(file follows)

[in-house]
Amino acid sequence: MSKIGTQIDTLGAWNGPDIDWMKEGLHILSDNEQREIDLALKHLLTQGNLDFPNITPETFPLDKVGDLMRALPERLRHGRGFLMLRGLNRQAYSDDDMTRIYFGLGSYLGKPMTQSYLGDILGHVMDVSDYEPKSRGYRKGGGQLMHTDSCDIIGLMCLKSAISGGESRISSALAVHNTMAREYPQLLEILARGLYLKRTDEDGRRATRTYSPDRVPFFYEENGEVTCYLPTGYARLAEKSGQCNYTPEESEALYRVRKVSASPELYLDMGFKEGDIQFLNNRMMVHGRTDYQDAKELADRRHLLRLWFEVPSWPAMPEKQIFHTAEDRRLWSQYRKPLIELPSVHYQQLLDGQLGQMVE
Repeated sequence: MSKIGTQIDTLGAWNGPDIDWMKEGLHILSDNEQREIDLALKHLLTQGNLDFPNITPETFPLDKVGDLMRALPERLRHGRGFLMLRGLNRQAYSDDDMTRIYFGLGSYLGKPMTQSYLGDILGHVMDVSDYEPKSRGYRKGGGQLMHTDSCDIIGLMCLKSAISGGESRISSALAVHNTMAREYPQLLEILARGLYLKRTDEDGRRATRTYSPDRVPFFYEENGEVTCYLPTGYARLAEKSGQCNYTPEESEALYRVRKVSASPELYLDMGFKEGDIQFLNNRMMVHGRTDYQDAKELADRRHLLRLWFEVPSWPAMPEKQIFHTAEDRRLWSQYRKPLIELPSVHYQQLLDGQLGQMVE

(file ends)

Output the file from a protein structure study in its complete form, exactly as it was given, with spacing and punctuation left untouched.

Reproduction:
[in-house]
Amino acid sequence: MSKIGTQIDTLGAWNGPDIDWMKEGLHILSDNEQREIDLALKHLLTQGNLDFPNITPETFPLDKVGDLMRALPERLRHGRGFLMLRGLNRQAYSDDDMTRIYFGLGSYLGKPMTQSYLGDILGHVMDVSDYEPKSRGYRKGGGQLMHTDSCDIIGLMCLKSAISGGESRISSALAVHNTMAREYPQLLEILARGLYLKRTDEDGRRATRTYSPDRVPFFYEENGEVTCYLPTGYARLAEKSGQCNYTPEESEALYRVRKVSASPELYLDMGFKEGDIQFLNNRMMVHGRTDYQDAKELADRRHLLRLWFEVPSWPAMPEKQIFHTAEDRRLWSQYRKPLIELPSVHYQQLLDGQLGQMVE
Repeated sequence: MSKIGTQIDTLGAWNGPDIDWMKEGLHILSDNEQREIDLALKHLLTQGNLDFPNITPETFPLDKVGDLMRALPERLRHGRGFLMLRGLNRQAYSDDDMTRIYFGLGSYLGKPMTQSYLGDILGHVMDVSDYEPKSRGYRKGGGQLMHTDSCDIIGLMCLKSAISGGESRISSALAVHNTMAREYPQLLEILARGLYLKRTDEDGRRATRTYSPDRVPFFYEENGEVTCYLPTGYARLAEKSGQCNYTPEESEALYRVRKVSASPELYLDMGFKEGDIQFLNNRMMVHGRTDYQDAKELADRRHLLRLWFEVPSWPAMPEKQIFHTAEDRRLWSQYRKPLIELPSVHYQQLLDGQLGQMVE